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Latin Via Proverbs: Home - Previous - Next


Group 92: Latin


1196. Aras litus.

1197. Rete inflas.

1198. Lapides verberas.

1199. Leonem stimulas.

1200. Octipedem excitas.

1201. Incitas crabrones.

1202. In aere aedificas.

1203. In media luce erras.

1204. Ventos retibus captas.

1205. Arenae semina mandas.

1206. Aquam e pumice postulas.

1207. Fluvius cum mari certas.

1208. Cancros lepori comparas.

1209. Testudinem Pegaso comparas.

1210. Aequas cum lucibus umbras.

1211. Falco meis sed talpa tuis erroribus exstas.





Study Guide


1196. You're plowing the shore. (As Petrarch wrote in his Latin poem Ad Seipsum, sterili quid semen arenae commitis? quid litus aras?, "Why do you entrust seed to the fruitless sands? Why plow the shore?")


1197. You're trying to inflate a net. (Manutius includes this in his appendix to the Adagia, citing the Suda. He also comments, Quid enim stultius, qui vanior labor, quam rete foraminosum vento conati distendere?, "What indeed is more foolish, what effort is more in vain, than to try to fill up a net, itself full of holes, with wind?")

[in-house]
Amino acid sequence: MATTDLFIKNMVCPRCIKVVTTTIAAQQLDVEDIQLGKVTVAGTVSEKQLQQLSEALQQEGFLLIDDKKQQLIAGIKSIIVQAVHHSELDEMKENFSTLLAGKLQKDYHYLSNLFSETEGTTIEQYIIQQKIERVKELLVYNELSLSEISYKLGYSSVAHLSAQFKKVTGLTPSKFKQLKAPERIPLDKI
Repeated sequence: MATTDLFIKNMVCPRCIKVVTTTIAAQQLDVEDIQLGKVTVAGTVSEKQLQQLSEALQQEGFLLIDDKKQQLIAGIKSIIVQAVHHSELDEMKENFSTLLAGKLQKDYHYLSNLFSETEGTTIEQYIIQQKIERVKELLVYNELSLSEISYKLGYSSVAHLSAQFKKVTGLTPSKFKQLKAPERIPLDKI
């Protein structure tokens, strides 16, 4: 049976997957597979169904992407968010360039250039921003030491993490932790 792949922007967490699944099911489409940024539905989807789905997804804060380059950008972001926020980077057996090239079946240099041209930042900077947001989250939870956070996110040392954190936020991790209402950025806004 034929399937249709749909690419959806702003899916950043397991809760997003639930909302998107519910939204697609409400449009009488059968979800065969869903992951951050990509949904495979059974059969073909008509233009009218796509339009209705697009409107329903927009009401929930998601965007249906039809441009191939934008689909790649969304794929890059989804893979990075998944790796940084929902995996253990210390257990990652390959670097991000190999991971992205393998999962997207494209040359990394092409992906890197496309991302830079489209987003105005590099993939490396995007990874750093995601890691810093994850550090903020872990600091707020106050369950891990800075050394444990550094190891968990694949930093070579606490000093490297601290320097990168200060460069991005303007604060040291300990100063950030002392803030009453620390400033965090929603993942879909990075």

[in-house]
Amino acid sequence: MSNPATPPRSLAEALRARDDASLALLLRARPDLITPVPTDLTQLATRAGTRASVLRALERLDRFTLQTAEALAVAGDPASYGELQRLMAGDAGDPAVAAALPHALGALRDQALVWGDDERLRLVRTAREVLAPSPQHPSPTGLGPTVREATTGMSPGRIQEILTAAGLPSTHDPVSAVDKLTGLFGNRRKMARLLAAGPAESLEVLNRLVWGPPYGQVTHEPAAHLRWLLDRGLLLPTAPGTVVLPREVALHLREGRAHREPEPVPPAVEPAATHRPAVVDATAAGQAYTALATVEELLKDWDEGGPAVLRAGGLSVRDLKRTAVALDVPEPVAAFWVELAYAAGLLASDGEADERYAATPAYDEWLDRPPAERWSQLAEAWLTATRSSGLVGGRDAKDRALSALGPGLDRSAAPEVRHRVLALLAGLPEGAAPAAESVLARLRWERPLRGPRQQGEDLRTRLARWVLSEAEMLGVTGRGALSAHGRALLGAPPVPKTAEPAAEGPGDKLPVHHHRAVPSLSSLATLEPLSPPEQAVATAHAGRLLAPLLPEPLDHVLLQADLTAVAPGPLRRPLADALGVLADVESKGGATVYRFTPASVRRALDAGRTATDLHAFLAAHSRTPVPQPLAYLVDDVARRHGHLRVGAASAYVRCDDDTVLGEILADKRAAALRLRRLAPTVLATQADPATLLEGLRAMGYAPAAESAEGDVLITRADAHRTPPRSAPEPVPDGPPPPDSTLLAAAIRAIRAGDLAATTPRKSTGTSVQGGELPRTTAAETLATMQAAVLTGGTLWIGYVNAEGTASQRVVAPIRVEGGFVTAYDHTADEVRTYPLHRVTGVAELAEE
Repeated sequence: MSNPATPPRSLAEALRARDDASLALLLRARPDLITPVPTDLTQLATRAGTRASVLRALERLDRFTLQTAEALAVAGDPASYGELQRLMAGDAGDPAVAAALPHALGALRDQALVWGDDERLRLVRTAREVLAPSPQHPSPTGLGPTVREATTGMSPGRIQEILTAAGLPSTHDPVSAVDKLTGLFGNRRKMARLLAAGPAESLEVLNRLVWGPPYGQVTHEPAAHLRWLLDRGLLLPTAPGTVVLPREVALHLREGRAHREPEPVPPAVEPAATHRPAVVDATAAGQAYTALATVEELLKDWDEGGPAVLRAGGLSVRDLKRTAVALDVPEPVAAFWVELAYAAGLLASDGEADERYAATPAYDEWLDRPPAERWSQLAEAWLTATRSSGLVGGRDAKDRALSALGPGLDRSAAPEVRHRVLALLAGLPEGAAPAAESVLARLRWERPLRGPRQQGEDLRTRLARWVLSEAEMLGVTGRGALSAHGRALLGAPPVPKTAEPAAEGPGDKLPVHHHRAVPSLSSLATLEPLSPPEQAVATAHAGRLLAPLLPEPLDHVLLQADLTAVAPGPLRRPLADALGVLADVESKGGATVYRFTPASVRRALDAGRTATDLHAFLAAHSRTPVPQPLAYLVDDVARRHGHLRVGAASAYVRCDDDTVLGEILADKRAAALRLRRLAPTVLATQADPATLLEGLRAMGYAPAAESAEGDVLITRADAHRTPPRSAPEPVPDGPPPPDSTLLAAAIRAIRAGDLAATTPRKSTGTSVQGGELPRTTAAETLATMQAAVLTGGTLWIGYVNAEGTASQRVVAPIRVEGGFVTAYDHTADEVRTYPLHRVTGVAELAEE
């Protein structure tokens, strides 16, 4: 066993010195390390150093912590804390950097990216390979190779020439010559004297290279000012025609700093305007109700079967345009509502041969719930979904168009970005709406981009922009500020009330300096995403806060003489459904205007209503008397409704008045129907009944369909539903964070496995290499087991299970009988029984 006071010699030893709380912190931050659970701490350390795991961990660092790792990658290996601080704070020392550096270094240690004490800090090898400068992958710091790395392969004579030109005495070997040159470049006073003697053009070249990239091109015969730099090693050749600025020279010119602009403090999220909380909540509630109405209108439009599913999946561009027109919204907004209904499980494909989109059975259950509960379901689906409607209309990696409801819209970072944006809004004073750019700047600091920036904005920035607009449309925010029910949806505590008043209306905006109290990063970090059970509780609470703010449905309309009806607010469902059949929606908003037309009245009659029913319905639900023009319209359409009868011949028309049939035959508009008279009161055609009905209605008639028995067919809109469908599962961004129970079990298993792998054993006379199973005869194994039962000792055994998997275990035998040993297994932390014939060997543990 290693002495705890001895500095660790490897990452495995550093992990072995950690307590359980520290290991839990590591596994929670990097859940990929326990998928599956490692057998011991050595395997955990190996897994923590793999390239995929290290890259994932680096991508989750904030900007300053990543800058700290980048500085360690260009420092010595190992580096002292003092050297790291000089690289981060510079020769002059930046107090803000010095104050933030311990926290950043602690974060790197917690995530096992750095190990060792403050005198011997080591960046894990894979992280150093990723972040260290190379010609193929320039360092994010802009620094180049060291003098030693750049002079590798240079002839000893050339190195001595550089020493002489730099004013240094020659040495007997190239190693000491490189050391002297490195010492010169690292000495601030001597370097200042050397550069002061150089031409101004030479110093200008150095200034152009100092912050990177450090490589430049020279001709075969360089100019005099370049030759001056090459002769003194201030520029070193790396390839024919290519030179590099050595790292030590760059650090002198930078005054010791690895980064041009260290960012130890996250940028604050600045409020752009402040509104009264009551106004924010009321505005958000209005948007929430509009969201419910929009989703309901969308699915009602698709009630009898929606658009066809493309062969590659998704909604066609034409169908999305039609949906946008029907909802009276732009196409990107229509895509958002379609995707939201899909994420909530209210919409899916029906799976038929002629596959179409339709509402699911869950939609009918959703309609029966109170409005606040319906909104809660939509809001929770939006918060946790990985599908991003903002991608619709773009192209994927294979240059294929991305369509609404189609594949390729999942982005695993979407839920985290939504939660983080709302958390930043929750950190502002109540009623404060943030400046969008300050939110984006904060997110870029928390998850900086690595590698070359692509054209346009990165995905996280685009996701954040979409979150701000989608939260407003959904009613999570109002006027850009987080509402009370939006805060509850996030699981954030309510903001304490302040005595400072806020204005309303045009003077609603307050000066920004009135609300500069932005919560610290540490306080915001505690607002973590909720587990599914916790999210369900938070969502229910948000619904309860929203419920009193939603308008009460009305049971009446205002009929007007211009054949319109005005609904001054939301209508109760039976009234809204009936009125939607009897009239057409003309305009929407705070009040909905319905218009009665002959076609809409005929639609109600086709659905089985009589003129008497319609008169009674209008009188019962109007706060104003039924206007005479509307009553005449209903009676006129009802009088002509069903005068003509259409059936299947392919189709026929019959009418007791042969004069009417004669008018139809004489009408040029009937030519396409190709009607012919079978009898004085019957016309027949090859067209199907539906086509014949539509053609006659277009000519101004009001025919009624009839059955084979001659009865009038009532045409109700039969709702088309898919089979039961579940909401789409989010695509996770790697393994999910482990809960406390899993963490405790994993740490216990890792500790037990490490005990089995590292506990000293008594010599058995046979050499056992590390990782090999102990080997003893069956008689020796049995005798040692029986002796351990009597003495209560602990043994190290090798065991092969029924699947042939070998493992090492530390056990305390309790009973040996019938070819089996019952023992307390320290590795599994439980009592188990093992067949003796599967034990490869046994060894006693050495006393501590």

1198. You're beating stones. (You can find this saying in Erasmus's Adagia, 2.5.72.)


1199. You're provoking a lion. (You can find this saying in Erasmus's Adagia, 1.1.61.)


1200. You're irritating an octopus. (You can find this saying in Erasmus's Adagia, 1.1.63.)


1201. You're stirring up hornets. (You can find a similar saying, irritas crabrones in Erasmus's Adagia, 1.1.60.)


1202. You're building in air. (This is a phrase used on several occasions by Augustine, meaning something like the English "building castles in air.")


1203. You've lost your way in broad daylight. (The Latin in media luce, "in the middle of the light," is the equivalent of the English "in broad daylight.")


1204. You're trying to catch the winds with nets. (There are variants on this phrase, such as reti ventum venaris, "you're hunting the wind with a net," etc.)


1205. You're casting your seed into the sand. (You can find this saying in Erasmus's Adagia, 1.4.52.)


1206. You're trying to get water from a pumice stone. (You can find this saying in Erasmus's Adagia, 1.4.75.)


1207. A mere stream, you are contending with the sea. (You can find this saying in Erasmus's Adagia, 1.9.76.)


1208. You're comparing crabs to a rabbit. (You can find this saying in Erasmus's Adagia, 1.8.85.)


1209. You're comparing a turtle to Pegasus. (You can find this saying in Erasmus's Adagia, 1.8.76.)


1210. You're equating shadows with light. (This proverb is a good example of how the as ending can mark a first conjugation verb, aequas but also a first declension noun, umbras.)


1211. You're a falcon when it comes to my errors but a mole when it comes to your own. (The contrast is between the keen-sighted falcon and the proverbially blind mole, meaning that someone quickly sees another errors while being blind to their own.)


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